The challenge is defining what a data fabric is. As we’ve seen with some analyst firm reports, a data fabric is what we used to term a data integration portfolio that encompasses catalog, data transformation and orchestration tools, data quality, data lineage and so on. That functional definition is a bit too loosey-goosey for us.
For us, a data fabric must start with a common metadata backplane. At minimum, it crawls data sources and harvests metadata. More advanced data fabrics use machine learning to enrich metadata based on inferences detected from patterns activity of source and target systems, such as which data sets or entities are frequently accessed together. The fabric should bury under the hood the complexities of discovering, accessing, transforming, governing and securing data.
The data fabric doesn’t necessarily perform those tasks, but it provides the logical superstructure to orchestrate the toolchain that exposes the data, regulates access, cleanses data, transforms it, masks it at run time and determines how data is accessed: Is data brought to the query engine (via replication) or vice versa (through virtualization)? A data fabric is needed, not when you’re simply sourcing data from a single transaction system, but from a variety of sources.
SAP is not new to the data integration game, as it has offered a number of tools and cloud services for data virtualization and replication. But the notion of going outside the SAP walled garden of data might be new for much of the installed base. Today, SAP is taking the wraps off what we view as a journey to building a data fabric: the new SAP Datasphere cloud service.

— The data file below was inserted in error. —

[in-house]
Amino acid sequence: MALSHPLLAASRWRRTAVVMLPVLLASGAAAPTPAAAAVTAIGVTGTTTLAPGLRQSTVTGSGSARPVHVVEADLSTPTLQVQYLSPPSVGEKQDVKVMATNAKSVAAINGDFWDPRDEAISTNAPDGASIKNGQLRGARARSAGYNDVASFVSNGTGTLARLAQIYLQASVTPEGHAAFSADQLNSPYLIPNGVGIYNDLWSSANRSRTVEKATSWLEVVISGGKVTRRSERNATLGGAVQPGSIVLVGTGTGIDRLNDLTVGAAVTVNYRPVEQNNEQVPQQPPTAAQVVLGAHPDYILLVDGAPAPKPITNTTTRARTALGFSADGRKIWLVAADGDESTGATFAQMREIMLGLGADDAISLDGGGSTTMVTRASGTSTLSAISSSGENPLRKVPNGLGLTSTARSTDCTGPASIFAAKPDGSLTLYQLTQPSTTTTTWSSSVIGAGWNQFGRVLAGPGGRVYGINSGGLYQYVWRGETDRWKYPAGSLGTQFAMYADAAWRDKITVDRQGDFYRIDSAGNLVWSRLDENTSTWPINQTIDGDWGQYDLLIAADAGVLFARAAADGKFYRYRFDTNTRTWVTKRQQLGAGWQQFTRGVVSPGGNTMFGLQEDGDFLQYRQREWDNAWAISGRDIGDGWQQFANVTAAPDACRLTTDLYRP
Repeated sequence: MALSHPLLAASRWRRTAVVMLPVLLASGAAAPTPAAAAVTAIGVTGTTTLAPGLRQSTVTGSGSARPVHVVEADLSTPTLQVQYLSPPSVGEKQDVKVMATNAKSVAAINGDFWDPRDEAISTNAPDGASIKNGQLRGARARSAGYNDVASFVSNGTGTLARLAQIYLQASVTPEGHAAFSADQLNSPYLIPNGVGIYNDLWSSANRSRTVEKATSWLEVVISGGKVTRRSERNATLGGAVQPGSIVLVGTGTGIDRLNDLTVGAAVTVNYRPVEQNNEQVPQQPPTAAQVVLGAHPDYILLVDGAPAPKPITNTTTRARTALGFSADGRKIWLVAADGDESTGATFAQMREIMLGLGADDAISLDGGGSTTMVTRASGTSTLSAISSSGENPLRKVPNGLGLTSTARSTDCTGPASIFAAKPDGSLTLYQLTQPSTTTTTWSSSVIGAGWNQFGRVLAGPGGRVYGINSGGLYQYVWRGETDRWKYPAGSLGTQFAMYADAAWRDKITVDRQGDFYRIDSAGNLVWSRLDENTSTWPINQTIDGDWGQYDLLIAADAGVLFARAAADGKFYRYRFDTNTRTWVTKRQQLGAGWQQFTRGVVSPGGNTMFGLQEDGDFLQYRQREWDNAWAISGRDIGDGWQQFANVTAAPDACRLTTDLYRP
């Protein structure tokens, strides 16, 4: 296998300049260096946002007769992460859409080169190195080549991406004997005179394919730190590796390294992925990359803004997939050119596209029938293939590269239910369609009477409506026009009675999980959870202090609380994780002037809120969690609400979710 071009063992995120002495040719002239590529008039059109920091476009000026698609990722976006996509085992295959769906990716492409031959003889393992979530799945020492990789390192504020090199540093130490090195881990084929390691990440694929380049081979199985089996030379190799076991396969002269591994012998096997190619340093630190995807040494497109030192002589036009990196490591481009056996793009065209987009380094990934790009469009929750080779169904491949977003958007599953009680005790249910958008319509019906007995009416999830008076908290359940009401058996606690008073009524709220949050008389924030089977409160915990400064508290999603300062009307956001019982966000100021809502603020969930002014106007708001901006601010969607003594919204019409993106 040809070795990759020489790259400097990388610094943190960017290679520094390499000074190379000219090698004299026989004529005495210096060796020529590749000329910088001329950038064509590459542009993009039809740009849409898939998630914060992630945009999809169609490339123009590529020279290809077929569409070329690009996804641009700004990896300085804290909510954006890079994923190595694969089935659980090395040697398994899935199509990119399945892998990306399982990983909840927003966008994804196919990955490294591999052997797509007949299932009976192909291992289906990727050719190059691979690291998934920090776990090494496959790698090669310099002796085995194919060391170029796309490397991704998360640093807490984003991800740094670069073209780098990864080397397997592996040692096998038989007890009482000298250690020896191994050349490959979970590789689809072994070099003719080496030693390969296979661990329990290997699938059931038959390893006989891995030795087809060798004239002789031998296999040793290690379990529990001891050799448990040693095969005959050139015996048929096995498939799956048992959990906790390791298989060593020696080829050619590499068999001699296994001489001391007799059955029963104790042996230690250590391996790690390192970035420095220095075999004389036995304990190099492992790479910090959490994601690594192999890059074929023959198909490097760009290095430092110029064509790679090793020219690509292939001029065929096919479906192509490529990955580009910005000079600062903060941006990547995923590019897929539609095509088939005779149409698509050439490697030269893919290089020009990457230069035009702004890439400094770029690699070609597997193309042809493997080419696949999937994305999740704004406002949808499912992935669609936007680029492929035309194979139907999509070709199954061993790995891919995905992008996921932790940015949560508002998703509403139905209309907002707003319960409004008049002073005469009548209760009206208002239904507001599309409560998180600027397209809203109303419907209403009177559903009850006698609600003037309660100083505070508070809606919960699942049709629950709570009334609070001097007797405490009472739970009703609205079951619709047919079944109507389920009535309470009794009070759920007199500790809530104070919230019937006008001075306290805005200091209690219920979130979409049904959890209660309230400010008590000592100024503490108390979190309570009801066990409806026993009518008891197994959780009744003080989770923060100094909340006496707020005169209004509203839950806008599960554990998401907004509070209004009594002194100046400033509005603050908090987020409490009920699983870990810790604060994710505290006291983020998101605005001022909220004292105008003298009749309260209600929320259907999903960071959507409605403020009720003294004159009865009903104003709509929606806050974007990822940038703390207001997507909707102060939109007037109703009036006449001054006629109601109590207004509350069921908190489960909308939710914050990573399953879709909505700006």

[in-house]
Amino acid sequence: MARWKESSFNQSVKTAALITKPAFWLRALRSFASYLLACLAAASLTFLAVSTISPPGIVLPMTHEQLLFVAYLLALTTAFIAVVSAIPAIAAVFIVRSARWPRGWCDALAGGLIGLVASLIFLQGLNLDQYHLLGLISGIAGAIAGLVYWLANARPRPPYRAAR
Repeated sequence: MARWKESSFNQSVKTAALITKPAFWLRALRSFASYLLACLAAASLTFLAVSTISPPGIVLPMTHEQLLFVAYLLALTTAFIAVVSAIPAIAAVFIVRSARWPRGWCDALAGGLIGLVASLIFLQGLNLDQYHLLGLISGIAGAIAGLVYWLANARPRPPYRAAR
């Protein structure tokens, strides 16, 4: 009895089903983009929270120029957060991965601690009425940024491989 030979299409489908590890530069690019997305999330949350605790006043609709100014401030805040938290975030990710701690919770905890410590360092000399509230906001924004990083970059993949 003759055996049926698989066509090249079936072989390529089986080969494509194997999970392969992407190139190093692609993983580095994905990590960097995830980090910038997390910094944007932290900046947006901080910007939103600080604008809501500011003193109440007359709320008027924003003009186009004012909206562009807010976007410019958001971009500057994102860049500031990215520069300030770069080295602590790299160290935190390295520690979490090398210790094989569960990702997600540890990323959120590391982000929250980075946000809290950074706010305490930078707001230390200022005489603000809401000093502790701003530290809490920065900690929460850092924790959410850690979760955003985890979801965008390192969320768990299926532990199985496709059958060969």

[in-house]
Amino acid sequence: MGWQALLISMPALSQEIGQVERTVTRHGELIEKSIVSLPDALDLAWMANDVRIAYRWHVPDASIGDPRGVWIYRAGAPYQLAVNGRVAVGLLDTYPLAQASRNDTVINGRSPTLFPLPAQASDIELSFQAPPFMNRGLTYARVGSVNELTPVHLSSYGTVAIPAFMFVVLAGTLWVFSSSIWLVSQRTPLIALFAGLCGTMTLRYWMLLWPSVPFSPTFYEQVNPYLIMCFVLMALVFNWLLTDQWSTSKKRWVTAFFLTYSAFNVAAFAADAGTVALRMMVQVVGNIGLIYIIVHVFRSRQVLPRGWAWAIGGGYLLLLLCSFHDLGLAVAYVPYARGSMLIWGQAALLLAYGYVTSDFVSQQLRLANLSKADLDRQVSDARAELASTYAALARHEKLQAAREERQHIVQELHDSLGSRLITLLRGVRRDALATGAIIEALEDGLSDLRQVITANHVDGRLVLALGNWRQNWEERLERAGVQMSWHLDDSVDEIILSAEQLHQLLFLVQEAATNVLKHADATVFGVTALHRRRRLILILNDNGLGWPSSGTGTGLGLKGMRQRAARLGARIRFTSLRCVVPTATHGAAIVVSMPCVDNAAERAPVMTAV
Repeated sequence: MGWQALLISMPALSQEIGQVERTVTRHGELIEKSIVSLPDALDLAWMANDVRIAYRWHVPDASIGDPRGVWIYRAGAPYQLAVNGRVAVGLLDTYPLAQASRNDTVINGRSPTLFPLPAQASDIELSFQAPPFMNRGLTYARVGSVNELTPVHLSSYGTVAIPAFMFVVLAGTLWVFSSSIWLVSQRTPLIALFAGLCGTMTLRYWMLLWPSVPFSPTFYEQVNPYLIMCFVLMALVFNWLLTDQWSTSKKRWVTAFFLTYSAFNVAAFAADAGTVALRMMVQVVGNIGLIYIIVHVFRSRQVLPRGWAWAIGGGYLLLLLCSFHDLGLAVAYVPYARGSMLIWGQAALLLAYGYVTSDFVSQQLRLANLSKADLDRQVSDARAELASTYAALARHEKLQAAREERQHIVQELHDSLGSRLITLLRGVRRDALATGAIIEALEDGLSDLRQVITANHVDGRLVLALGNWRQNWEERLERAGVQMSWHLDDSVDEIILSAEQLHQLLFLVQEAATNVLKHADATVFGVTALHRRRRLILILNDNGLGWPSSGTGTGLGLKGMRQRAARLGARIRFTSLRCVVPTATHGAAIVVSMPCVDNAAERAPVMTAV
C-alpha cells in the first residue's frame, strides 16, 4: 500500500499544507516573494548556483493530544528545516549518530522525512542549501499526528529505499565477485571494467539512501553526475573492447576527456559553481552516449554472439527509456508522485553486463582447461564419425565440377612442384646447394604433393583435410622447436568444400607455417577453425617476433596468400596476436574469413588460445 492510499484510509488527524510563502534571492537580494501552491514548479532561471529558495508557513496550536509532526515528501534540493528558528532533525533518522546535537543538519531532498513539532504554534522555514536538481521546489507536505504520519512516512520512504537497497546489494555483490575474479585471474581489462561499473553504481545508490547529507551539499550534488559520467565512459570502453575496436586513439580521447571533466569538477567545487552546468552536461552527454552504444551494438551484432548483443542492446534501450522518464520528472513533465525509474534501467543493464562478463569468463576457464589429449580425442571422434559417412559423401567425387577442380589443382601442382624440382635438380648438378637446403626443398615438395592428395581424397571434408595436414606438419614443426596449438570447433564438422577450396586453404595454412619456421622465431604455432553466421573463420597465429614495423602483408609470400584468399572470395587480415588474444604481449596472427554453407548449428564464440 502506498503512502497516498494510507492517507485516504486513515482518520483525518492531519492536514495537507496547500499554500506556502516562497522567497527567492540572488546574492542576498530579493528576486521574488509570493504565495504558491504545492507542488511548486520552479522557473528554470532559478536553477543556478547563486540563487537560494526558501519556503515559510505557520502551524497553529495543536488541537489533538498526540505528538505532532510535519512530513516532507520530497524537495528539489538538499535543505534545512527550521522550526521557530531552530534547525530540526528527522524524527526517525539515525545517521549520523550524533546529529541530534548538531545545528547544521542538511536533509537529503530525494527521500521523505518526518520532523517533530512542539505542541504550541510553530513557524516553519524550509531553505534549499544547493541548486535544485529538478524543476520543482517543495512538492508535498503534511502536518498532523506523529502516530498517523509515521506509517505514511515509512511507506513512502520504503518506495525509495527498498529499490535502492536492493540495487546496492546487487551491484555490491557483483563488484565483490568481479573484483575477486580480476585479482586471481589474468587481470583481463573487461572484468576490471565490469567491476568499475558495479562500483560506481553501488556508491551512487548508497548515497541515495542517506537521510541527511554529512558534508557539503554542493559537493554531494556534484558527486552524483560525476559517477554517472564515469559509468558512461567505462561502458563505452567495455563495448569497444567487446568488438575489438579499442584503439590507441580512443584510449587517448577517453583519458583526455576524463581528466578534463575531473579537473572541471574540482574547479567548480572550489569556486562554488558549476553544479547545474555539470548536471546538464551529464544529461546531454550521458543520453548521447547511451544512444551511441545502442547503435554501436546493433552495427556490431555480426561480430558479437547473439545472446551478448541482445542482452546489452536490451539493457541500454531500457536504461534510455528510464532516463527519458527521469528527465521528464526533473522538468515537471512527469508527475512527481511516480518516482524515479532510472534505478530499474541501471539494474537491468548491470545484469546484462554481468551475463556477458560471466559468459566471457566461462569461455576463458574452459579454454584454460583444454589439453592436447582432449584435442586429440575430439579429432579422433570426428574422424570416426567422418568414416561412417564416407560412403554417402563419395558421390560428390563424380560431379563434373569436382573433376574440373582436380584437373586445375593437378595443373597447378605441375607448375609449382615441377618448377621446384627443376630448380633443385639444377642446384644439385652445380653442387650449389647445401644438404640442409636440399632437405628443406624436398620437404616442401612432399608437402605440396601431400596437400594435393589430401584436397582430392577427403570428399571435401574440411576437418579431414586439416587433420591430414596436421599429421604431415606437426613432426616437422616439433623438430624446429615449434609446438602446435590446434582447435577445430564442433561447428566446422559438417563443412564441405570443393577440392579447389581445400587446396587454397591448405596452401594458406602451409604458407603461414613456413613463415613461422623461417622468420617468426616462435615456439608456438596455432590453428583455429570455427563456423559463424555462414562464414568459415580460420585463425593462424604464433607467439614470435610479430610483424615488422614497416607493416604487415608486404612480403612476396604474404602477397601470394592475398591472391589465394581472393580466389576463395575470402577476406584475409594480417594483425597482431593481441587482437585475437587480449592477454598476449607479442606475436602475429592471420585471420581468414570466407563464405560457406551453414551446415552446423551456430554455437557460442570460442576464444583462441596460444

Datasphere combines and builds on two existing SAP offerings, including Data Warehouse Cloud, which was used for analytics, and Data Intelligence Cloud, which was a data integration hub. It capitalizes on the business semantic layer, which was what originally set apart SAP Data Warehouse Cloud from other cloud data warehousing services. Atop the existing combined technology stack, Datasphere adds a data catalog for data discovery along with new data quality, data pipeline orchestration, and data modeling capabilities. The result is a unified experience for data integration, data cataloging, semantic modeling, data warehousing, data federation and data virtualization.
SAP’s goal is not simply pairing a data transformation factory with a data warehouse, but instead delivering a service that preserves the context of source data. As you would guess, maintaining context relies on metadata. The challenge is that when you use existing tools for replicating, moving and transforming data, the metadata typically does not usually go along with it.